Pia Malbran of CBS News, David Corn from Mother Jones and Angie Moreschi from James Hoyer Law Firm discussed the relationship between journalists and whistleblowers and offered advice for protecting sources at the recent IRE Conference in San Antonio.

Moreschi ...

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Discovering data at the IRE Conference

Jewel Loree, of Tableau Software, uses her hands to illustrate how the software reformats data into columns during the Tabluea Public for beginners session. Photo by Travis Hartman.

By Kathryn Sharkey

It’s a word mentioned over and over at the IRE Conference, whether you’re at a specific panel on the subject or not: data.

This is my first time attending an IRE conference and I already knew that data can add real power to a story, which is why I made sure to attend the Tableau software hands-on training for better ideas and skills on what to with ...

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Getting skeptical sources to talk

By Erin Griffin

At the recent IRE Conference in San Antonio, Raquel Rutledge of the Milwaukee Journal Sentinel and Michael Isikoff of NBC shared some tips on how to get skeptical sources to talk with you. Below are some of their suggestions:

  • Try to understand why they are reluctant.
  • Throw out some information that they might feel the need to correct.
  • Tell them it might be in their self interest to help you.
  • Establish trust and ask them why they think this story would be important.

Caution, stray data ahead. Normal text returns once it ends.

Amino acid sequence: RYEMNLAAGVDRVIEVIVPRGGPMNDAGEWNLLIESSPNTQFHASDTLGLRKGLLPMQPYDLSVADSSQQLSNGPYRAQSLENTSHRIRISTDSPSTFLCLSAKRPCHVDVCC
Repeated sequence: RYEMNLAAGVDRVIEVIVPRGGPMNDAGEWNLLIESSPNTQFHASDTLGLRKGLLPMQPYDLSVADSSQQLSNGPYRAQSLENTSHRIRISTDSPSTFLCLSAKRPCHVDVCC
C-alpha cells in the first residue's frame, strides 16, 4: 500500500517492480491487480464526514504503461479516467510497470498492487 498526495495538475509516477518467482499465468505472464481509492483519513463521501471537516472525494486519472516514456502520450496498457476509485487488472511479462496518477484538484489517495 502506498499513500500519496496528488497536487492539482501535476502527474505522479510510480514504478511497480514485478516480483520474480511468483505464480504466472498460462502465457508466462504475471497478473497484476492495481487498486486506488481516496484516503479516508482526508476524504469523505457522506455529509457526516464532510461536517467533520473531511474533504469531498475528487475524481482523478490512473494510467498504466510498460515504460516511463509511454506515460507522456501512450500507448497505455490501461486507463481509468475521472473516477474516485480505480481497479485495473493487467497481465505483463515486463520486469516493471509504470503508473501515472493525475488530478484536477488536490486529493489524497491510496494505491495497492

• Set your interview up like a conversation, share with them personal information about yourself ...
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Investigating tax credits, subsidies and incentives

By Zachary Matson

Each year local and state governments provide private companies with billions of dollars of tax credits, subsidies and other forms of incentives to mover or open new facilities in their communities. These deals are shrouded behind layers of quasi-public agencies, weak disclosure rules and secretive businesses, but rarely the economic benefits turn out as originally billed.

IRE board president and columnist David Cay Johnston and Greg LeRoy of Good Jobs First provided insights into exploring these deals and their true costs to the public on a panel at the recent IRE Conference in San Antonio.

Johnston said ...

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Mobile-first journalism and new presentations for enterprise reporting

By Syed Tawseef Ali

The web is not a desktop -- it is an interweave of phones, tablets, TV’s, laptops and desktops of every shape and size. Accessibility of the content is an important factor.

During a panel entiled "Demystifying mobile for investigations" at the recent IRE Conference in San Antonio, experts in web design and content presentation from the Knight Lab, The Indianapolis Star and The Wall Street Journal explained how mobile applications and responsive web design are changing the way stories are told.

The ability of a reader to access the information at any time and given situation ...

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The 2013 IRE keynote speech: 'Don't abandon us'

Marcela Turati delivers IRE's keynote address as board members David Cay Johnston and Andrew Donahue look on. Photo by Travis Hartman.

As Mexican journalists become war reporters in their own country, Mexican journalist Marcela Turati of Proceso makes a plea to the investigative reporting community. Regions of Mexico are zones of silence. Citizens die every day, journalists report what they're told by the cartels or they are killed or disappear inthe middle of the day or night.

"These are your colleagues, our colleagues, members of our family of investigative reporters. I want to ask you that you do ...